Estate Planning

Sep 30, 2020 | Caregiver Resources | 0 comments

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One of the most difficulties in having a child with a disability is the fear of the unknown.  One of the most common fears is, “What will happen to my child when I die?” Having a plan will help ease your fears and can help make sure your child is taken care of long after you have passed.

Estate Planning

Benefits of Setting Up a Disabilities Trust

There are three main benefits that come from setting up a trust for your child with a disability.  The first is financial management.  Most people with disabilities are unable to manage their own finances which can put them at risk of being taken advantage of. 

The second reason to set up a trust is the money that comes from the trust won’t be counted by the government as income.  This makes it possible for people with disabilities to still qualify for SSI or Medicaid. 

Another great benefit of setting up a disabilities trust is the money is not required to go through probate court.  Probate court is a legal process that oversees the distribution of property, money and other assets once a person has died.  This process can be a very lengthy ordeal. Setting up a disabilities trust allows the person receiving the money to have instant access to it.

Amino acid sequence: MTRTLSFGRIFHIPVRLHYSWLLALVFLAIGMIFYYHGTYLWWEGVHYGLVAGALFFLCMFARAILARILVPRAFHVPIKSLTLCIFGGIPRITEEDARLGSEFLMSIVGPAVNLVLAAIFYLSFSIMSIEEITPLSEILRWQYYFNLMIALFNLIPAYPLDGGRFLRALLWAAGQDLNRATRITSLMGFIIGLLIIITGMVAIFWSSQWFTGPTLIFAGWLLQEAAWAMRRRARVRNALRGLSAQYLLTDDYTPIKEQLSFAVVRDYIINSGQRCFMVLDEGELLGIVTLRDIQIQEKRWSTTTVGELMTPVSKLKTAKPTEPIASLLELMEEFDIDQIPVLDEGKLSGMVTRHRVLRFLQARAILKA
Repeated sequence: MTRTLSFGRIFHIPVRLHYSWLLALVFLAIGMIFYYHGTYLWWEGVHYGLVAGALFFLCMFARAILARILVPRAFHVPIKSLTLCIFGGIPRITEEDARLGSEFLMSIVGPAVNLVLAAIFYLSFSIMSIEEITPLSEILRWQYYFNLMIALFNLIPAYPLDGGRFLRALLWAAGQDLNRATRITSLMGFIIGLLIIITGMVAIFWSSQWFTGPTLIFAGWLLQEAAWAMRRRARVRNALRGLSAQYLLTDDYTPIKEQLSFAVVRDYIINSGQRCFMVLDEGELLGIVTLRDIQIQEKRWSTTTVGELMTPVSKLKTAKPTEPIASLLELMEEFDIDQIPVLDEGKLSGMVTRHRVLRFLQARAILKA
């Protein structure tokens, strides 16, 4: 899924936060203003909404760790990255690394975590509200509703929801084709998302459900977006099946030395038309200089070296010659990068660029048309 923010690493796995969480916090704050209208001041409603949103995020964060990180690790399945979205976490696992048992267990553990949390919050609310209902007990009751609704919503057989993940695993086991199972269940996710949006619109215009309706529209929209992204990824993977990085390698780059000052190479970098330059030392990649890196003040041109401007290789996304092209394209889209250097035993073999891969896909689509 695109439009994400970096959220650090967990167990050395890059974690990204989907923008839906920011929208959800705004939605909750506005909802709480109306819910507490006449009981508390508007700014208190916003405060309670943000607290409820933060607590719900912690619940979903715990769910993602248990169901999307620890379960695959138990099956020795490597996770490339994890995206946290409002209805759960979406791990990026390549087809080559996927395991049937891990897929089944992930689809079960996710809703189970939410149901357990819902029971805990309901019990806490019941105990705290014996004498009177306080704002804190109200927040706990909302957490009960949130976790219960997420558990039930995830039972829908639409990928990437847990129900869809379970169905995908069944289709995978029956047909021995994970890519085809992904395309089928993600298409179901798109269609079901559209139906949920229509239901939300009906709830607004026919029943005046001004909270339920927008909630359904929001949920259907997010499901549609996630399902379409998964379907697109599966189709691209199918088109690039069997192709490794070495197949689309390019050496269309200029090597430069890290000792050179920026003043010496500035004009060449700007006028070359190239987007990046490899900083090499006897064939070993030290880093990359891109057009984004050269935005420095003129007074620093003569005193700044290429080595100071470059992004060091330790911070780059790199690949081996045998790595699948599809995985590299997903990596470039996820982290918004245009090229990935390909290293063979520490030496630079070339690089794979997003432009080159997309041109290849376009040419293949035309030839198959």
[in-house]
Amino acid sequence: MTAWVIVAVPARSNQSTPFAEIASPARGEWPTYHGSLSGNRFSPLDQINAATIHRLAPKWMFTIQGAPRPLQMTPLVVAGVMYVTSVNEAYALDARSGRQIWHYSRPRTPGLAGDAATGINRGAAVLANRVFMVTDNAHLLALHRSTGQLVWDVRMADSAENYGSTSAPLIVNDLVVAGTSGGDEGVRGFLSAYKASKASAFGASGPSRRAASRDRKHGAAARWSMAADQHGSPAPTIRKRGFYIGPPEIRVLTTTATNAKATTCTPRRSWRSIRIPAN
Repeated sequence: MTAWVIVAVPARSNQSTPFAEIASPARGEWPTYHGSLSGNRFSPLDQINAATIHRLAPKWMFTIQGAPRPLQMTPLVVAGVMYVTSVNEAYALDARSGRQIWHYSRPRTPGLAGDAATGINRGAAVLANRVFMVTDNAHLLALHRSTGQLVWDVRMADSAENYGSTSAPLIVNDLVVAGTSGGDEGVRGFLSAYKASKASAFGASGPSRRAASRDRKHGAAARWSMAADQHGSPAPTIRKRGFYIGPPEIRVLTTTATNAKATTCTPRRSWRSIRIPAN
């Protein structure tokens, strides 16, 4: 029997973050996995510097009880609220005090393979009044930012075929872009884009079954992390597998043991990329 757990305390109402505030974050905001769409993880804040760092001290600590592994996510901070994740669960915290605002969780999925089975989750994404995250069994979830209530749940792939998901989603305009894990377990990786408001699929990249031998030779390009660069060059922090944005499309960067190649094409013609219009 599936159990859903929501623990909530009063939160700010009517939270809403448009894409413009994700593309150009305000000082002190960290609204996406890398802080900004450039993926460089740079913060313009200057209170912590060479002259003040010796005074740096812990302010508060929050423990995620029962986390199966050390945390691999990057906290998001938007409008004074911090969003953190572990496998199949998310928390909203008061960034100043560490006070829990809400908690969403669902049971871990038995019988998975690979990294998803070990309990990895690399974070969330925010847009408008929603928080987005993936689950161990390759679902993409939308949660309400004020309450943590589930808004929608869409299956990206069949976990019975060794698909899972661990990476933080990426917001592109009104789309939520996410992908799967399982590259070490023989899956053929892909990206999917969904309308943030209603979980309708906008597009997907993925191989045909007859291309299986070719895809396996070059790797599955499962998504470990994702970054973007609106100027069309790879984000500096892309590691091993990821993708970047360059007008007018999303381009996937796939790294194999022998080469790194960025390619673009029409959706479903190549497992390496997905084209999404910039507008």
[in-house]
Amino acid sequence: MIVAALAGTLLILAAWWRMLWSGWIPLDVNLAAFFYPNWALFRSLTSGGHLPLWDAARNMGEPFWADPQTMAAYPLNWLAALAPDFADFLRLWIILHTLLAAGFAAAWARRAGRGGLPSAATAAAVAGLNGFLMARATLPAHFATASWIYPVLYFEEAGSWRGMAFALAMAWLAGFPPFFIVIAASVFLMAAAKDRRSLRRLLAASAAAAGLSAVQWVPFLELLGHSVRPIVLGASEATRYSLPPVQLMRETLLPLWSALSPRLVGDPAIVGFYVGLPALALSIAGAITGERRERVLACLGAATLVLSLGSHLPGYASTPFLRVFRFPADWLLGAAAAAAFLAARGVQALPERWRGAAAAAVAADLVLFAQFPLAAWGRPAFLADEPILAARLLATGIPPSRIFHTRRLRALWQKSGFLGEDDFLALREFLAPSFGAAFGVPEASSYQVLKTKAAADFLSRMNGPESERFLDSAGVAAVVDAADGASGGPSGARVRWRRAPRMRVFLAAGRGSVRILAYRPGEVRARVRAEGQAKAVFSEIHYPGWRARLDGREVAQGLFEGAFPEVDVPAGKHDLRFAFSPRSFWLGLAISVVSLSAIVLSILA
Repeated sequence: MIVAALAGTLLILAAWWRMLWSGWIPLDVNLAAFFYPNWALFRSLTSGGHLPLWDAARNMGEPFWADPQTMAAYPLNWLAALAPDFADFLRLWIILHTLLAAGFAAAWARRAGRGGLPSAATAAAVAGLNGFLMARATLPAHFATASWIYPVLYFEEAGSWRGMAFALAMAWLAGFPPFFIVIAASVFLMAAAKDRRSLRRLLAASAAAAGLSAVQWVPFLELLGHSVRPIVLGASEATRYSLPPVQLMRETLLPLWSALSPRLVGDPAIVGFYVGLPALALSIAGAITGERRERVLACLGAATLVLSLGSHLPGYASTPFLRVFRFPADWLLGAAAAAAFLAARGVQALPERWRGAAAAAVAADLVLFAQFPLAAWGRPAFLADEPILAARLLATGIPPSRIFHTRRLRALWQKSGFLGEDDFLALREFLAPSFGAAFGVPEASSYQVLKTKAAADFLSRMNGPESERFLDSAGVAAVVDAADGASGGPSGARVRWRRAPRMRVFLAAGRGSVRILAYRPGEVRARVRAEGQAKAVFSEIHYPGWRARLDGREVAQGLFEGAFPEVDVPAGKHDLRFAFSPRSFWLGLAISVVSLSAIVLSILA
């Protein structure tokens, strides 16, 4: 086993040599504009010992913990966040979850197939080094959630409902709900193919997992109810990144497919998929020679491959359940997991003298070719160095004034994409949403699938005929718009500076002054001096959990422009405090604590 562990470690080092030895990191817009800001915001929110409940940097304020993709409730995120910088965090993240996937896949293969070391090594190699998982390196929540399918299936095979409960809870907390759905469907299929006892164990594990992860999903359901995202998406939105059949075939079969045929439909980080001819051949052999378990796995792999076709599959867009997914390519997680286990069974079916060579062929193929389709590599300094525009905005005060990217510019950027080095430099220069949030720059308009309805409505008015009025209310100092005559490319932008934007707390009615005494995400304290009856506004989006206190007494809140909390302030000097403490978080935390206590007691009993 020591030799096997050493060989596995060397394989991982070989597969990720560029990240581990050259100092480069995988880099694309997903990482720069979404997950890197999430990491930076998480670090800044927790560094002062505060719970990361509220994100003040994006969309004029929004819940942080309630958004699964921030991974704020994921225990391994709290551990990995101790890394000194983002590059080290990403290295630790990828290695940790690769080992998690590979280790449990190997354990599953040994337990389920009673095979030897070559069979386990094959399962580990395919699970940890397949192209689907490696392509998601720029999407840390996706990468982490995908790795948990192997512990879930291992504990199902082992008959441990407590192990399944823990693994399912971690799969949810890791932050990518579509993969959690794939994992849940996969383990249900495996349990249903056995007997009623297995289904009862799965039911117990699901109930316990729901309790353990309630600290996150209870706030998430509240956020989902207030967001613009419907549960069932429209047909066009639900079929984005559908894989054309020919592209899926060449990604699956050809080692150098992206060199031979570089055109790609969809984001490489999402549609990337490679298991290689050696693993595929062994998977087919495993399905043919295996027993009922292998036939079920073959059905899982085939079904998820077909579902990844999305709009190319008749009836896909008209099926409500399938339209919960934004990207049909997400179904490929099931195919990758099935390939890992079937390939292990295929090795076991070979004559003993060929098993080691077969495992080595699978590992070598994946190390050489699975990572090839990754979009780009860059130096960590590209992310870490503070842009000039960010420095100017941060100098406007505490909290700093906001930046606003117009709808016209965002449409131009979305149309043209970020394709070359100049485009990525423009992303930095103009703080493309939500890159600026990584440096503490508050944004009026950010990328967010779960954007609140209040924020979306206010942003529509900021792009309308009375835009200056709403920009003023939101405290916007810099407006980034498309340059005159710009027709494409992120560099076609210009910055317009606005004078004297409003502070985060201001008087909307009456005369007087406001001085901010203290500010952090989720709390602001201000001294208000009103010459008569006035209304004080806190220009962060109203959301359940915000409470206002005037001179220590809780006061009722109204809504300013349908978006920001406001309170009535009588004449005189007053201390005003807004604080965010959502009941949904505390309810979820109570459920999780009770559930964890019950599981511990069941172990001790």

Different Types of Trusts

There are two main types of trusts that parents can set up to help ensure their child with a disability will be taken care of financially after they have passed away.  A first-party trust and third-party trust. 

A first-party trust holds the assets that belong to the beneficiary (person with a disability).  This type of trust does have a pay-back clause that states that any money left over after the beneficiary dies will go to the government to pay back any money the beneficiary may have used.

A third-party trust is controlled by a trustee rather than a beneficiary. The main benefit of this type of trust is that any left over funds after the beneficiary dies can be given to other beneficiaries such as siblings. 

Strategies for Setting Up a Disabilities Trust

First, you need to decide what your goals are for the disability trust.  Do you have multiple children you are planning on leaving money to?  Are they all receiving the same amount of money?  Do you want a family member to help allocate the money? Meeting with a financial advisor is a crucial part in establishing a disability trust.  Based on your goals, they could recommend and set-up a disability trust that is best suited for your family.

Another thing to remember is that life is constantly changing.  Visit your estate planning often (every 3-5 years) to ensure that things are in-order for you and your child with a disability.


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